Out Of Breath And Down To The Wire: A Call For Constitution-Focused Police Reform, Nancy C. Marcus

Nancy C Marcus

This article chronicles a series of breathtakingly disturbing police killings of unarmed black men (and a boy) in a single year’s time, spanning from between July 2014 to July 2015, which have resulted in national outcry and sparked a movement toward police reform across the country. The article details a number of the suggested remedial measures offered to address the problem of excessive lethal police force across the country and concludes that, among the proposed reforms, one of the most important is a renewed emphasis of critical constitutional limitations upon permissible lethal police force and other unjustified treatment of ...


Conflicted Counselors: Retaliation Protections For Attorney-Whistleblowers In An Inconsistent Regulatory Regime, Jennifer M. Pacella 2015 Assistant Professor of Law, City University of New York, Baruch College, Zicklin School of Business

Conflicted Counselors: Retaliation Protections For Attorney-Whistleblowers In An Inconsistent Regulatory Regime, Jennifer M. Pacella

Jennifer M. Pacella, Esq.

Attorneys, especially in-house counsel, are subject to retaliation by employers in much the same way as traditional whistleblowers, often experiencing retaliation and loss of livelihood for reporting instances of wrongdoing about their clients. Although attorney-whistleblowing undoubtedly invokes ethical concerns, attorneys who “appear and practice” before the Securities and Exchange Commission (“SEC”) are required by federal law to act as internal whistleblowers under the Sarbanes-Oxley Act (“SOX”) and report evidence of material violations of the law within the organizations that they represent. An attorney’s failure to comply with these obligations will result in SEC-imposed civil penalties and disciplinary action. Recent ...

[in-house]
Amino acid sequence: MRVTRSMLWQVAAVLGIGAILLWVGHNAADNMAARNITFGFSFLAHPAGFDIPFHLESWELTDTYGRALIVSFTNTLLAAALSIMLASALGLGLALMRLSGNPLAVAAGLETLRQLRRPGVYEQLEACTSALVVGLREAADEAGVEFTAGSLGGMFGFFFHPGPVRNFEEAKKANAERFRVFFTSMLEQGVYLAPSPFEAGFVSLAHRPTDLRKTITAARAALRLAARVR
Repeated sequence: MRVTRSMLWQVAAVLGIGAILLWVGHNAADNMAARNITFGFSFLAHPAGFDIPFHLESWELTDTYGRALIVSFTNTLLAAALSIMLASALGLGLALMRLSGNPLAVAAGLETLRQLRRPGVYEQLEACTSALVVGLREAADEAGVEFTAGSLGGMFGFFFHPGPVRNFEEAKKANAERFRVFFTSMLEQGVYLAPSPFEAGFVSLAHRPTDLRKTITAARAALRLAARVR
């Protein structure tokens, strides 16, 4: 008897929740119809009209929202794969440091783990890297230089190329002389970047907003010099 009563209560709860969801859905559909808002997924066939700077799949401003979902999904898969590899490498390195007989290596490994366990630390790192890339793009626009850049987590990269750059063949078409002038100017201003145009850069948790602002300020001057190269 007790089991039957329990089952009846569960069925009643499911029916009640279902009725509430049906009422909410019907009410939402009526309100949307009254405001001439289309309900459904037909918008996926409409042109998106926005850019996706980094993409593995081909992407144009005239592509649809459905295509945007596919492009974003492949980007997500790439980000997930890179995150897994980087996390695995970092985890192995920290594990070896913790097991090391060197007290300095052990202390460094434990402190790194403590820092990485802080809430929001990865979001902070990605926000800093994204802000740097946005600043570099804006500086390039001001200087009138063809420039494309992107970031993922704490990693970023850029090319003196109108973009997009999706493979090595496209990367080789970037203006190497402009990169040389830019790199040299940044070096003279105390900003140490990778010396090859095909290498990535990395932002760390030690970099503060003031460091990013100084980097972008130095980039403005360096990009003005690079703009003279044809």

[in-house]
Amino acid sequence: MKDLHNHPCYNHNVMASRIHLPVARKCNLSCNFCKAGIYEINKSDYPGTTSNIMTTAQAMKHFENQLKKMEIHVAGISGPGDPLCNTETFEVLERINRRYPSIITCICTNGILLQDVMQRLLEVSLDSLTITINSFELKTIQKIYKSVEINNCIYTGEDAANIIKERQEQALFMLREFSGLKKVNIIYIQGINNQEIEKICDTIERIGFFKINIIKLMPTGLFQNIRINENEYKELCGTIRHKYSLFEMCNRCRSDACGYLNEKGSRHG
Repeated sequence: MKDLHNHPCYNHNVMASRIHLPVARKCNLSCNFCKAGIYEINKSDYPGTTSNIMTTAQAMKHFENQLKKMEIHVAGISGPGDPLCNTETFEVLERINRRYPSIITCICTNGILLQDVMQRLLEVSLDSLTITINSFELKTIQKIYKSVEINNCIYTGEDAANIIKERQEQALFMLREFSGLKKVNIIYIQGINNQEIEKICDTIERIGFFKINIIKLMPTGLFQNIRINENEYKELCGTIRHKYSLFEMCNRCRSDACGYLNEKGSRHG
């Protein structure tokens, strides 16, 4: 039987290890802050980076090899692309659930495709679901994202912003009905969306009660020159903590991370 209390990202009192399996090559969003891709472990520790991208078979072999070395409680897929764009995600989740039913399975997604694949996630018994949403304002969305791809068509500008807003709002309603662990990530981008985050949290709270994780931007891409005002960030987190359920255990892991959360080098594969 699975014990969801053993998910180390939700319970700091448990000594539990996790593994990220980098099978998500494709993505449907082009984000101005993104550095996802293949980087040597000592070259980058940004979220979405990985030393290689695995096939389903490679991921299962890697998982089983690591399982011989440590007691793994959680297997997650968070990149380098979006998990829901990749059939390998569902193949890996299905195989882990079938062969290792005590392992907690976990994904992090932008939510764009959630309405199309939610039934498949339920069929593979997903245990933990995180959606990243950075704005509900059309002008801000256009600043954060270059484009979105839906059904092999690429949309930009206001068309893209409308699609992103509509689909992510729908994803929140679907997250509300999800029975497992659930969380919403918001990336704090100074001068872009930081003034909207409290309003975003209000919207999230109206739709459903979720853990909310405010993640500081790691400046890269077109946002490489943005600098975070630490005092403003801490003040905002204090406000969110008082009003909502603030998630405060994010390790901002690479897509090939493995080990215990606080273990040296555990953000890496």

Harnessing Industry Influence, Laurence Tai 2015 NYU School of Law

Harnessing Industry Influence, Laurence Tai

New York University Public Law and Legal Theory Working Papers

An essential challenge of the regulatory state is that industry exerts influence that pulls policy in its direction. Observers have long pointed to “captured” regulation that harms the public interest and called for limiting industry influence. The underlying ideal in these calls is uninfluenced regulation that mirrors the public’s perspective. However, this aspiration neglects the public’s benefit from the information that an industry generates as it influences regulation, as well as the incentive that an industry’s benefit from influencing regulation provides it to incur the costs of producing such information. Thus, the standard strategy of insulating regulation ...


Harnessing Industry Influence, Laurence Tai 2015 NYU School of Law

Harnessing Industry Influence, Laurence Tai

New York University Law and Economics Working Papers

An essential challenge of the regulatory state is that industry exerts influence that pulls policy in its direction. Observers have long pointed to “captured” regulation that harms the public interest and called for limiting industry influence. The underlying ideal in these calls is uninfluenced regulation that mirrors the public’s perspective. However, this aspiration neglects the public’s benefit from the information that an industry generates as it influences regulation, as well as the incentive that an industry’s benefit from influencing regulation provides it to incur the costs of producing such information. Thus, the standard strategy of insulating regulation ...


Obama's Get-Out-Of-Jail-Free Decree, Paul H. Robinson 2015 University of Pennsylvania Law School

Obama's Get-Out-Of-Jail-Free Decree, Paul H. Robinson

Faculty Scholarship

While agreeing that sentences for nonviolent drug offenses are too long, this Wall Street Journal op-ed piece argues that the large-scale clemency program planned by President Obama is misguided. It sets a dangerous precedent for using the clemency power beyond its traditional and intended purpose of providing a last-resort check on fairness and justice errors in individual cases, and instead uses the power to set sentencing policy. While many people will like the results of the current program, they will be less than happy when some future president uses it as precedent to promote a sentencing policy of which they ...